Why is it an opportunity? For two reasons: First, because Google tells you more than ever what features the website and content should have to attract the attention of hummingbirds. The most important feature of Google is to approach the natural, flexible and dynamic language of people and to stay away from predetermined and dry keywords. It means getting closer to the fact that when an English person searches for “Toronto cafes”, Google understands that he means the best cafes in Toronto and its surroundings. Second, you know you need to start optimizing the website for another type of search (Conversational Search).
Pages that match the meaning of the search result better than pages with a few words.
Optimizing the site for Google Hummingbird
You should not do anything special. Keep doing white hat SEO and stay away from black hat SEO. Try not to use gray SEO and Google avoidance tricks (like PBN) as much as you can. Again and again and again, content is everything, good, high-quality, authentic, comprehensive, and complete content. All the content of your website should be of high quality and comprehensive.
I will say a few helpful tips that are useful for optimizing the website for the hummingbird algorithm (and of course, none of them are new) and I will finish this content:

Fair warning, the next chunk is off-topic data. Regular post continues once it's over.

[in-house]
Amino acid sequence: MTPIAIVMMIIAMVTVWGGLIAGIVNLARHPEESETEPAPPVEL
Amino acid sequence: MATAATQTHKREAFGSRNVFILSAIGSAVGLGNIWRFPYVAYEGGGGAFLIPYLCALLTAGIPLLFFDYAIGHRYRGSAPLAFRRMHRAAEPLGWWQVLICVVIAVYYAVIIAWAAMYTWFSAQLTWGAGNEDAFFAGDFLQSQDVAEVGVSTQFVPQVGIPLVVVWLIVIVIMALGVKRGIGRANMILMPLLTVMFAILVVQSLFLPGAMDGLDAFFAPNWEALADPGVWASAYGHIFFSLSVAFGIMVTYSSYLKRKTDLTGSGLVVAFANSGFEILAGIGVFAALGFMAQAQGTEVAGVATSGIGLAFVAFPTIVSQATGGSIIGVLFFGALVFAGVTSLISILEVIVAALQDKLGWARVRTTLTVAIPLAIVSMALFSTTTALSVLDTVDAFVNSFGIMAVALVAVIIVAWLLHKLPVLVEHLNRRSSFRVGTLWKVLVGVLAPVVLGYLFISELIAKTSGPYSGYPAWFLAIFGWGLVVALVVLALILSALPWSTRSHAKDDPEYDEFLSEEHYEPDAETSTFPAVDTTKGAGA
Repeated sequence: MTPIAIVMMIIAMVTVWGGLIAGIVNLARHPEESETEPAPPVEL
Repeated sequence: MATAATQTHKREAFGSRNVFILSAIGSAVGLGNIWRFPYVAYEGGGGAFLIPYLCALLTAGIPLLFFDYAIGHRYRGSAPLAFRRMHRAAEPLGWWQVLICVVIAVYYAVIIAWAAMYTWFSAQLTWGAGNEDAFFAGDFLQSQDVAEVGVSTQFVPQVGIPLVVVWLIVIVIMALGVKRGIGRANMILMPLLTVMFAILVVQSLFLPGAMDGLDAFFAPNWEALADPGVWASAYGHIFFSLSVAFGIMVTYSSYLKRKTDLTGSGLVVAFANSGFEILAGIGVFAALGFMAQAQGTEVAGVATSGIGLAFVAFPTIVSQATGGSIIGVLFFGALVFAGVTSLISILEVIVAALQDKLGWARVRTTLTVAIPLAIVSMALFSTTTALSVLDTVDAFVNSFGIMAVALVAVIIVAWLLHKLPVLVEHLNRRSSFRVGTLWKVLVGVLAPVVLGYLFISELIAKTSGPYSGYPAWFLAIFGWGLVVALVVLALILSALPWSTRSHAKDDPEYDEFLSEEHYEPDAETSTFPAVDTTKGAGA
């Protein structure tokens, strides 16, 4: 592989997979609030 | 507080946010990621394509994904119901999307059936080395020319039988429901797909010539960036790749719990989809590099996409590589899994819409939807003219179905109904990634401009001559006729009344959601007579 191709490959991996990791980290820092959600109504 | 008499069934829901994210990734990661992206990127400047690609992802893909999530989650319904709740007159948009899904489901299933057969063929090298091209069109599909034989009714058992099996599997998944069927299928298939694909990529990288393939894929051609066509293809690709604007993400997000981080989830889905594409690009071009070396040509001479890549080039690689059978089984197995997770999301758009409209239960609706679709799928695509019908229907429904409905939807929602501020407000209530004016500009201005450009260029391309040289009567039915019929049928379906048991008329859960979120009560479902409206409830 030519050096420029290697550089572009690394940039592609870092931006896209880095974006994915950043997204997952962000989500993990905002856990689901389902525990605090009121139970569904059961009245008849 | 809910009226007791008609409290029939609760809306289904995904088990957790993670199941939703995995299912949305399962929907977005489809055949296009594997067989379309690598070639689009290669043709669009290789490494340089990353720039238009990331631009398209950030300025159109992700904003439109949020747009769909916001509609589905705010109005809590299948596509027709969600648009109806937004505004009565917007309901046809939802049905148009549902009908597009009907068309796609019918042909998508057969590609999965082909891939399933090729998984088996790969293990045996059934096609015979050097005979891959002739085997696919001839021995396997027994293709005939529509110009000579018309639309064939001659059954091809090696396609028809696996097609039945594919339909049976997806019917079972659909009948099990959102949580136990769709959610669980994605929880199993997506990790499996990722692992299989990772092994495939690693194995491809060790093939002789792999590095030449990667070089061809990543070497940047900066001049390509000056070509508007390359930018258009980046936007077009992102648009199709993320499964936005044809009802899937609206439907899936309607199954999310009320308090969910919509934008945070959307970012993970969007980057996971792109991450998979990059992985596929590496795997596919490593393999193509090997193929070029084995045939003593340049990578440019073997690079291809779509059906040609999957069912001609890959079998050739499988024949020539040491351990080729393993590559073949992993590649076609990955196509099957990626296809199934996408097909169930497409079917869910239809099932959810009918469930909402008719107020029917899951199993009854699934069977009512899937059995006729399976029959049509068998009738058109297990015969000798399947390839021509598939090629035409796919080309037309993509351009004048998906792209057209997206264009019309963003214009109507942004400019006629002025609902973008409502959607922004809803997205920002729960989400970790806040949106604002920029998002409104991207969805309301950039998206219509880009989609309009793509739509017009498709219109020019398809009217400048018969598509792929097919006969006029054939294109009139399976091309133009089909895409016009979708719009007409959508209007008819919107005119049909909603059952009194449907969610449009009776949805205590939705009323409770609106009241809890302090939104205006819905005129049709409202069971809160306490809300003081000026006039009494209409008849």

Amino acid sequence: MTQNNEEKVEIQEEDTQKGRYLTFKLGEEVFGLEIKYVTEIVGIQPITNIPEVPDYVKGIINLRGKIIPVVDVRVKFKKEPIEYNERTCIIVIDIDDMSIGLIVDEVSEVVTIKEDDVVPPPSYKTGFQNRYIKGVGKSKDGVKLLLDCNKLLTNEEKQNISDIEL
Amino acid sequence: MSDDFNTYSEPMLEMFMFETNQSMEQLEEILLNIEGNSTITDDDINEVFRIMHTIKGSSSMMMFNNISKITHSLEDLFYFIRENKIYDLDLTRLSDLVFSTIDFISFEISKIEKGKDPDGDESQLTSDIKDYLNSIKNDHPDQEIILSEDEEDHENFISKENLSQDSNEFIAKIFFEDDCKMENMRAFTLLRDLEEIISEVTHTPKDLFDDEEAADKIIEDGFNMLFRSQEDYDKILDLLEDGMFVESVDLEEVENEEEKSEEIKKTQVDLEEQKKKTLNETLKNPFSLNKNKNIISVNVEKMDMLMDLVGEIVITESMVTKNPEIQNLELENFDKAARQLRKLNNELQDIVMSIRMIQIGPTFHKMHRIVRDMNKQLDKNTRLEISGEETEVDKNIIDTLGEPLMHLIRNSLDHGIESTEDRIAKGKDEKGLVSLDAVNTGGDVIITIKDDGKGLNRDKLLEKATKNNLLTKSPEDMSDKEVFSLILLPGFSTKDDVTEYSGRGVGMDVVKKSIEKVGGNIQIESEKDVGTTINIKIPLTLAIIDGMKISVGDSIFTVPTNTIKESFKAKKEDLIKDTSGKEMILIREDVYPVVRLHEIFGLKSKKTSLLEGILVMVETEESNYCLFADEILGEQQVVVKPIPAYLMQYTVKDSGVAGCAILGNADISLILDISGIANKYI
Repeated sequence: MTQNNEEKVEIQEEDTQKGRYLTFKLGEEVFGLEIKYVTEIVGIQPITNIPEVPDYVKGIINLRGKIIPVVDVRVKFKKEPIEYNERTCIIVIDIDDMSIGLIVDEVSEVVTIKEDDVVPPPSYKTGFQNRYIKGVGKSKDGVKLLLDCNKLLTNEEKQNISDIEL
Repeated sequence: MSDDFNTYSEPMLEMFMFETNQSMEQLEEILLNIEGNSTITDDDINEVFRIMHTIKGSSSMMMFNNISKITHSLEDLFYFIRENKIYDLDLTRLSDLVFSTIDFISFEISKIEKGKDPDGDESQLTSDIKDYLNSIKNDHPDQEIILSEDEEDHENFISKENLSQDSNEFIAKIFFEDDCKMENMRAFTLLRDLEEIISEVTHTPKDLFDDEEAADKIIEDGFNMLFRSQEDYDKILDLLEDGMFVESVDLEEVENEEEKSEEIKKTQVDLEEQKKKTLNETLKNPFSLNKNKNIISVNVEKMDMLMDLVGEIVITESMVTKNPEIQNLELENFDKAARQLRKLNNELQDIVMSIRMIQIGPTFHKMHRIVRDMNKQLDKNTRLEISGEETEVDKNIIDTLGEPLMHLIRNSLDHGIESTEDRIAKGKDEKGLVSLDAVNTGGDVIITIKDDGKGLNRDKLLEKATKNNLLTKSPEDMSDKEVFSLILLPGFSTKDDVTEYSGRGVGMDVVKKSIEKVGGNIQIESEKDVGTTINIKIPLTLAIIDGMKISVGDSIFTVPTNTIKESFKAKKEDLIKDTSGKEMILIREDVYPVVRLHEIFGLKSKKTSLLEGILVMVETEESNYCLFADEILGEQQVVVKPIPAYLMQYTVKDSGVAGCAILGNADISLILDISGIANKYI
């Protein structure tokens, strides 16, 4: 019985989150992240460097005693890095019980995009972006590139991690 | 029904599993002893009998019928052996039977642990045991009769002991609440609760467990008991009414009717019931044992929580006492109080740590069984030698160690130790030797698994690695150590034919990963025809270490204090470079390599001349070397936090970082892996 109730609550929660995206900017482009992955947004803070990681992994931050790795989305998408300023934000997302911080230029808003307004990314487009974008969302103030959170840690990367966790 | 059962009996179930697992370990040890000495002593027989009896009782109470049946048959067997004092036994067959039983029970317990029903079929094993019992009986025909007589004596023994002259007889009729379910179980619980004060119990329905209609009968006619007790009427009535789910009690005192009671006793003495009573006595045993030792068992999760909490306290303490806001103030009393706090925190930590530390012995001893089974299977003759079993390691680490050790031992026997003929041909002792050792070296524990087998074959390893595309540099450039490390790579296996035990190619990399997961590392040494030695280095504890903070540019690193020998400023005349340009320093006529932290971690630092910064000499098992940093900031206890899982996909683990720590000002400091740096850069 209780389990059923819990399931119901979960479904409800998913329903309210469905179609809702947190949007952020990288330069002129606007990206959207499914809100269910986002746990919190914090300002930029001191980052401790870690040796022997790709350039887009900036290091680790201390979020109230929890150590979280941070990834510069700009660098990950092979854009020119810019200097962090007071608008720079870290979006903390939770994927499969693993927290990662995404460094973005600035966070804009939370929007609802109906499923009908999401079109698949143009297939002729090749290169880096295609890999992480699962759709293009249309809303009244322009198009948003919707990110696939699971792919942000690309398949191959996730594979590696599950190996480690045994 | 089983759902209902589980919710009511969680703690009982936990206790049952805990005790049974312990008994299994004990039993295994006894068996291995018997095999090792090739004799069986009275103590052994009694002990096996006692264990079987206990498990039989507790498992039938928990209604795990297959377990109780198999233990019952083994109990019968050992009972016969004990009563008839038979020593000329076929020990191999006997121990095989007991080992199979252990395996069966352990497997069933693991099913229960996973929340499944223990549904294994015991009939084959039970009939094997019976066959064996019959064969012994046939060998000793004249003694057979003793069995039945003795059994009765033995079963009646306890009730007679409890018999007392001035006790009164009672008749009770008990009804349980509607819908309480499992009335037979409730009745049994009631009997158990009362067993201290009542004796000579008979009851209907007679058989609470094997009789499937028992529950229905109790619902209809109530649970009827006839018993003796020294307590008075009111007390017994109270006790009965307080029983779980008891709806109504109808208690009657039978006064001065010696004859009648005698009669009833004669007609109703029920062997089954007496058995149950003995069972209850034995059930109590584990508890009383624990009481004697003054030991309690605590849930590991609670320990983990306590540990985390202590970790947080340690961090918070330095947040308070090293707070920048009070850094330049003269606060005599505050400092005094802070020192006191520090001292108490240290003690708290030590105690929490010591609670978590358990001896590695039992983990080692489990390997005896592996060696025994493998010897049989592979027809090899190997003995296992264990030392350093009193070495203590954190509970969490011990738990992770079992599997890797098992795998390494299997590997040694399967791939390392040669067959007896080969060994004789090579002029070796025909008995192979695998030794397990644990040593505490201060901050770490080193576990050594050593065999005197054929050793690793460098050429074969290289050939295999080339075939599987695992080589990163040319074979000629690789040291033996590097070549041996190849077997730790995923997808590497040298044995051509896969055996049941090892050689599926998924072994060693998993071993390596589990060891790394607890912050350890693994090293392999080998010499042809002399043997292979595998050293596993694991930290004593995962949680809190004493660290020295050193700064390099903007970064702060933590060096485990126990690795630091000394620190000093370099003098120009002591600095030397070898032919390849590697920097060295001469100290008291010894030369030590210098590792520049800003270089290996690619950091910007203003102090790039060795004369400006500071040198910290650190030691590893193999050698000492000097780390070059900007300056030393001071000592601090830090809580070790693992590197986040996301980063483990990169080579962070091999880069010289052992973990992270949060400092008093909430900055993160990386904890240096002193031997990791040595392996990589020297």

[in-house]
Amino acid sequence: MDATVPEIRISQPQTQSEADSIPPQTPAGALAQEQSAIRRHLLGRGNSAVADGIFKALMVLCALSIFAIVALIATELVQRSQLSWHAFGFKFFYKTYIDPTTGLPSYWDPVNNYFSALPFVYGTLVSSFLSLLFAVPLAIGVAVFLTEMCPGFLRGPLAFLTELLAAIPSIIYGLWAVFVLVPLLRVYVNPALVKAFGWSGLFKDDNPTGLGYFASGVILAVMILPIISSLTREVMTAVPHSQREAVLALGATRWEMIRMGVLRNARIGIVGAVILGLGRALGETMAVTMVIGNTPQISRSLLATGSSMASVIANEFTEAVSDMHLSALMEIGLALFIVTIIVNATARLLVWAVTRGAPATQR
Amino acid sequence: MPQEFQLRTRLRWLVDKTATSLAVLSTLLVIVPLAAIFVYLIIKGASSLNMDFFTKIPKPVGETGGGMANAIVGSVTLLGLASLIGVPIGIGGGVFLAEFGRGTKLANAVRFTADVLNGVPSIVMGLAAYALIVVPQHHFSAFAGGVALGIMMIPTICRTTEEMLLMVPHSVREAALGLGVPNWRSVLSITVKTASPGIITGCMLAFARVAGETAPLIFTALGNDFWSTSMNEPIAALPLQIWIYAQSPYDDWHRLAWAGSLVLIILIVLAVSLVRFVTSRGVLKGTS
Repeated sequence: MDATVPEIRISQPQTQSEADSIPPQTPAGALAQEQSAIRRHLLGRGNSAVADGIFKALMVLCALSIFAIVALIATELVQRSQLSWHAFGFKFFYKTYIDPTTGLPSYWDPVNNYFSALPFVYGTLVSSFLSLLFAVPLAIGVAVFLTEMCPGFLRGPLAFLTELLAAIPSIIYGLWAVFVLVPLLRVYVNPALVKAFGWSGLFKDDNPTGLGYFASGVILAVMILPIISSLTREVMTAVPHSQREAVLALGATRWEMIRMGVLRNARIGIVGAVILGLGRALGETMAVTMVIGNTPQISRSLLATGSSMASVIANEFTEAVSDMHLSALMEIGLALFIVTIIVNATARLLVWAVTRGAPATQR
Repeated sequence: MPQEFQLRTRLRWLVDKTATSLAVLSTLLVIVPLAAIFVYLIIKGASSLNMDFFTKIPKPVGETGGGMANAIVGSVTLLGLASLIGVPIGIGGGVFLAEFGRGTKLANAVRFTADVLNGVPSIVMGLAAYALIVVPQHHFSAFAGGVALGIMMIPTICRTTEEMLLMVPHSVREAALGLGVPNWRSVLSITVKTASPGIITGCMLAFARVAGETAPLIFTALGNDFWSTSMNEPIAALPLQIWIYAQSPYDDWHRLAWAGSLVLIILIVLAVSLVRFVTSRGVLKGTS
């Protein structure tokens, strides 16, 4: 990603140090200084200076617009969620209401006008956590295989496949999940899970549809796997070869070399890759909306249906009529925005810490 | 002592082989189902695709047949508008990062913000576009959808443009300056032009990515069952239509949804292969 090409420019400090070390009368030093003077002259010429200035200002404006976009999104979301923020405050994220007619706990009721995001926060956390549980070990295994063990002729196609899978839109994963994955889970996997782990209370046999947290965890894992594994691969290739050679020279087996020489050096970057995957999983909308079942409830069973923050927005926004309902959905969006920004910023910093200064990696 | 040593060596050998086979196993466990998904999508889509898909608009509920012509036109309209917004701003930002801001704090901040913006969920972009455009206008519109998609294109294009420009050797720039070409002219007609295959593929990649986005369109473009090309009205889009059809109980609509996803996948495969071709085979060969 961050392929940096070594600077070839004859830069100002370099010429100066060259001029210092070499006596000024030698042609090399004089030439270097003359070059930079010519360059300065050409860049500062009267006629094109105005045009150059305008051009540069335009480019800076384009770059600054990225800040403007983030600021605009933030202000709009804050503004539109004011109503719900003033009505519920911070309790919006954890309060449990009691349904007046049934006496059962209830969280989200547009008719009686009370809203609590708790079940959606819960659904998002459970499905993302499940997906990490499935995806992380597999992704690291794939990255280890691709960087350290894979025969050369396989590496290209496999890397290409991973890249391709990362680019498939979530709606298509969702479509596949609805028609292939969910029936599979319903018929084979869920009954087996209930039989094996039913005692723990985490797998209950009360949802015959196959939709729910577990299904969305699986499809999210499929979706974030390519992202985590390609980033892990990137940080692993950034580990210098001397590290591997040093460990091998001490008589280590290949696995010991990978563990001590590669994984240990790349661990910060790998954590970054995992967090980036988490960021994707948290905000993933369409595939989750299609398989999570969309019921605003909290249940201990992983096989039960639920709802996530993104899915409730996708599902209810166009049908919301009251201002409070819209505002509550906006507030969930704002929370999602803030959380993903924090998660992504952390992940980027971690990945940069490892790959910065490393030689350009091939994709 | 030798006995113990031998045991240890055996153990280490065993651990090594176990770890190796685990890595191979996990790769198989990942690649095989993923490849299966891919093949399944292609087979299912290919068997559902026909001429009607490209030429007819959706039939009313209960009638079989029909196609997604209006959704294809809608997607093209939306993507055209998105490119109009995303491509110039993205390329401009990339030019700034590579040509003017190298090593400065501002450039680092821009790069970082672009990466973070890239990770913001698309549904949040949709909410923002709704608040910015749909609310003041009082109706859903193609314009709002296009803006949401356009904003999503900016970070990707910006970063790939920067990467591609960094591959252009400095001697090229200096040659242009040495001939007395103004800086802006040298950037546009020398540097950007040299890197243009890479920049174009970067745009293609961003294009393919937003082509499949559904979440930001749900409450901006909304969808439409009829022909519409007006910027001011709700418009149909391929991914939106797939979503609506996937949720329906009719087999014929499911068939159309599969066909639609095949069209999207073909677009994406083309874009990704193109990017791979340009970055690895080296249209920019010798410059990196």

- Declare the topic of the website, the field of activity and the purpose of its launch very clearly.
- Do not produce content for search engines. Consider the user. Create content for him.
- Produce specialized content that is completely related to the topic of your website and activities.
- The era of filling the page with a few keywords is over. Use long-tailed keywords. Use words and phrases that people actually use (research and selection of key words and phrases and related concepts is very important and sensitive and accurate).
- Your SEO priority is to understand users’ search intent.
- Have an interactive website.
- Don’t neglect the details that you must follow to avoid Google algorithms in SEO.